Julie Paschkis's eclectic illustrations accompany this adaptation of E.T.A. Hoffman's The Nutcracker, which includes some darker tales that never made it into the dance and a CD of Tchaikovsky's musical score, performed by the London Symphony Orchestra. (Nov.) Copyright 2001 Cahners Business Information.
Publishers Weekly - Publisher's Weekly
Though many children are familiar with the Nutcracker ballet, Schulman's (The 20th Century Children's Book Treasury) more complete version of Hoffman's "The Nutcracker and the King of Mice" will keep young readers on their toes. This vivid tale of intrigue, wicked curses and rodents hot on revenge satisfyingly reveals why the Mouse King and the Nutcracker were such bitter enemies. The text was originally published in 1979; kids and parents will like the way it's presented here, with a CD containing actress Claire Bloom's reading of the story and selections of Tchaikovsky's music, and with Graef's slightly dark, antique-flavored paintings, themselves spiced with 19th-century decorations, toys and sweets. All ages. (Oct.) Copyright 1999 Cahners Business Information.
Children's Literature - Marilyn Courtot
An abbreviated version of this holiday story is retold here in rebus form. Kids are invited to place the stickers in their proper places within the text. Even if the stickers are lost (2 sets are included), the story can still be read since there is a blue outline drawing of each object. Each page also contains a list of the words that are represented by the stickers.
Children's Literature - Jan Lieberman
When exhausted parents collapse on Christmas Eve as their energetic children shout for more action, take out a copy of The Nutcracker. Put on the CD that accompanies the book so that the kiddies can hear the story read by Claire Bloom and listen to the background Tchaikovsky music. If the children are old enough, they can read along with Ms. Bloom and enjoy the illustrations of Renee Graef. This is a most pleasant diversion.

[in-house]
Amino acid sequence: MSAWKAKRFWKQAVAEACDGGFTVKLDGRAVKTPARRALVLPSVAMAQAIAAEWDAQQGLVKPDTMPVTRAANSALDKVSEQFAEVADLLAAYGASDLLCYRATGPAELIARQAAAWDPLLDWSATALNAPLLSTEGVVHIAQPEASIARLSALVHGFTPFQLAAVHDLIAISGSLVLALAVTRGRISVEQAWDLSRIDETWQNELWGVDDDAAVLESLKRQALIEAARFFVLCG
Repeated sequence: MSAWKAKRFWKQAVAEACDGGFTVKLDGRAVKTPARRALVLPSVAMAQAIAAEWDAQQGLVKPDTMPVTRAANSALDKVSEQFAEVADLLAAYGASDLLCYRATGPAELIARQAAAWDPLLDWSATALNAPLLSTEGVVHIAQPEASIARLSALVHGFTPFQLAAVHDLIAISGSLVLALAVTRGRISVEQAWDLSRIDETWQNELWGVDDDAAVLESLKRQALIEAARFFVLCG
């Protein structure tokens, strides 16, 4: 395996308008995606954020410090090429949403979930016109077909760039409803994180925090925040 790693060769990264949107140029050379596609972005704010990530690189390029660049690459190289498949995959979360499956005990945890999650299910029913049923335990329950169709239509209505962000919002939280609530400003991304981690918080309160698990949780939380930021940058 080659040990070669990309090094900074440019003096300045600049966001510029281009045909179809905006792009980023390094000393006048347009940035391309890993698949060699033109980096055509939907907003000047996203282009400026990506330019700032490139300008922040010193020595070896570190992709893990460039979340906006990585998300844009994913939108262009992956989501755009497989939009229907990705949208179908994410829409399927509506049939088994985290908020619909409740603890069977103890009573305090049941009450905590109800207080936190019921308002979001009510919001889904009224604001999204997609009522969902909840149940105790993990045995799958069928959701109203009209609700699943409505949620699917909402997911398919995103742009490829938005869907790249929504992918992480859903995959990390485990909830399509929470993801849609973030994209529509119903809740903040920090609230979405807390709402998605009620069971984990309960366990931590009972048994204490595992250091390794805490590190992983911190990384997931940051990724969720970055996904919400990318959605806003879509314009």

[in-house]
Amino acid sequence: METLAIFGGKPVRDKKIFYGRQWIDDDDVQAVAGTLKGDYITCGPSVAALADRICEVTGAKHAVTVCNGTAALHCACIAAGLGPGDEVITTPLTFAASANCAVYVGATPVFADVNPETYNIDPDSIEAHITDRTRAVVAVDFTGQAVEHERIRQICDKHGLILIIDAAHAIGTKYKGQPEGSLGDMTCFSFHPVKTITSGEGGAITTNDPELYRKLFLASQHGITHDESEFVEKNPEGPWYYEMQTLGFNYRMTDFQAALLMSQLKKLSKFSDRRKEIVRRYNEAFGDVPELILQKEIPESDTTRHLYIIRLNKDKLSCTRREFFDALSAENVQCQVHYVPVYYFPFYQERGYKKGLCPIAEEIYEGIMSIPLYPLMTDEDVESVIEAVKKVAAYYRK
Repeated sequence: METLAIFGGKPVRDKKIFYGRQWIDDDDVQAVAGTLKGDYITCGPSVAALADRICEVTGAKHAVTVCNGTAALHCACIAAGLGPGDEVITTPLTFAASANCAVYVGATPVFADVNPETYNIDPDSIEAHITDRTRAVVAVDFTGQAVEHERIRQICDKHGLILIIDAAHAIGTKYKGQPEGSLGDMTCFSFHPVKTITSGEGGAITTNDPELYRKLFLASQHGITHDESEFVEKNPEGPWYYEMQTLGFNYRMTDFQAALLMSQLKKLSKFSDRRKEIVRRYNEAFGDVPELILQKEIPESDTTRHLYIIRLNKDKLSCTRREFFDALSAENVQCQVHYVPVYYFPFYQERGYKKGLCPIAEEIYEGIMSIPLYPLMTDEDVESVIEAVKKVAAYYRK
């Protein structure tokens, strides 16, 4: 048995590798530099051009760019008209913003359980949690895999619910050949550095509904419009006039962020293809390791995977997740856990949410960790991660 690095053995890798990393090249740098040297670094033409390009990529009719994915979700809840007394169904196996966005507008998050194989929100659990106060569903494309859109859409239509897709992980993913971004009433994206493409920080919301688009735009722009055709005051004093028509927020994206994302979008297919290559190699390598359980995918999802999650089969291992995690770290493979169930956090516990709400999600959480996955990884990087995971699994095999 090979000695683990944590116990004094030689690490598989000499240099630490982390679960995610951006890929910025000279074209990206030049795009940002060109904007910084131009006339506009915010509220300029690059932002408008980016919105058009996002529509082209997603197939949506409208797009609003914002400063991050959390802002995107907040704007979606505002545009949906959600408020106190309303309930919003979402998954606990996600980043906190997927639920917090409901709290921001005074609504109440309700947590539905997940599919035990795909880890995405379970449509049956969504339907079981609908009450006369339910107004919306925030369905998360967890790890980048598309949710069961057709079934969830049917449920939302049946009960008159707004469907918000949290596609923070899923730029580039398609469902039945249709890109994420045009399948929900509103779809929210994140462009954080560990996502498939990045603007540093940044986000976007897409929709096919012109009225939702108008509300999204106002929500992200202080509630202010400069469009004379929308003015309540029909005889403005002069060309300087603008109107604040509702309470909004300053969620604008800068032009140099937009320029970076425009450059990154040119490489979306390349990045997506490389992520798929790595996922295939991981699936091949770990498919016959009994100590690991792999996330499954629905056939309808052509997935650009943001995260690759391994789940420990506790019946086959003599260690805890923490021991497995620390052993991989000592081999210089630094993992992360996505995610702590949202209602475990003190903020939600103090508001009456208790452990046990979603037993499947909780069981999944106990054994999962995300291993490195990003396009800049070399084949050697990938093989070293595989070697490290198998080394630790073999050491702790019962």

School Library Journal
Gr 1-5-This lovely adaptation is based on Hoffmann's classic story and includes a CD recording with selections from Tchaikovsky's The Nutcracker performed by the London Symphony Orchestra. The text includes the often-omitted "Story of the Hard Nut," which is not part of the ballet but does serve to further readers' understanding of the cause of the conflict, and of the courage and goodness displayed by Clara. Paschkis's artwork ranges from single page to vignettes bordered with Christmas decorations relating to the action on the adjacent text, to a final, lush, double-page spread. An antique-beige background is warmly complemented by a palette of yellows, oranges, and bluish greens. Even if you have the versions by Maurice Sendak (Crown, 1991) and Janet Schulman (HarperCollins, 1999), you'll want to make room for this one.-L. F. Copyright 2001 Cahners Business Information.
According to the introduction, the beloved Yuletide ballet that we see was based on a gentler version of the tale by Alexandre Dumas pere. This version, which differs from the ballet in several ways, is based on Hoffmann's 1816 original and tells a richer tale. Clara and Fritz are delighted with the Christmas gifts of their godfather Drosselmeier, especially the Nutcracker, which Clara cares for even after Fritz breaks its jaw. Clara encounters the Mouse King and his minions not once but twice in dreamlike sequences, and in between, she hears Drosselmeier's stories of "the Hard Nut" and "Why the Nutcracker Is So Ugly." Those intensify her resolve and add layers to the story. The gouache illustrations have a beautiful folktale dreaminess-echoes of Chagall here-as Paschkis borders center images with horror vacui designs in single bright colors. The figures are angular and exaggerated but wonderfully detailed. Paschkis plays with repetitive motifs and silhouetted patterns: Clara's long braid regularly whips out of the picture plane. The accompanying CD by the London Symphony Orchestra contains excerpts from Tchaikovsky's score. Unfortunately, there is no credit given for either the introduction or the retelling itself. (Picture book/folktale. 7-10)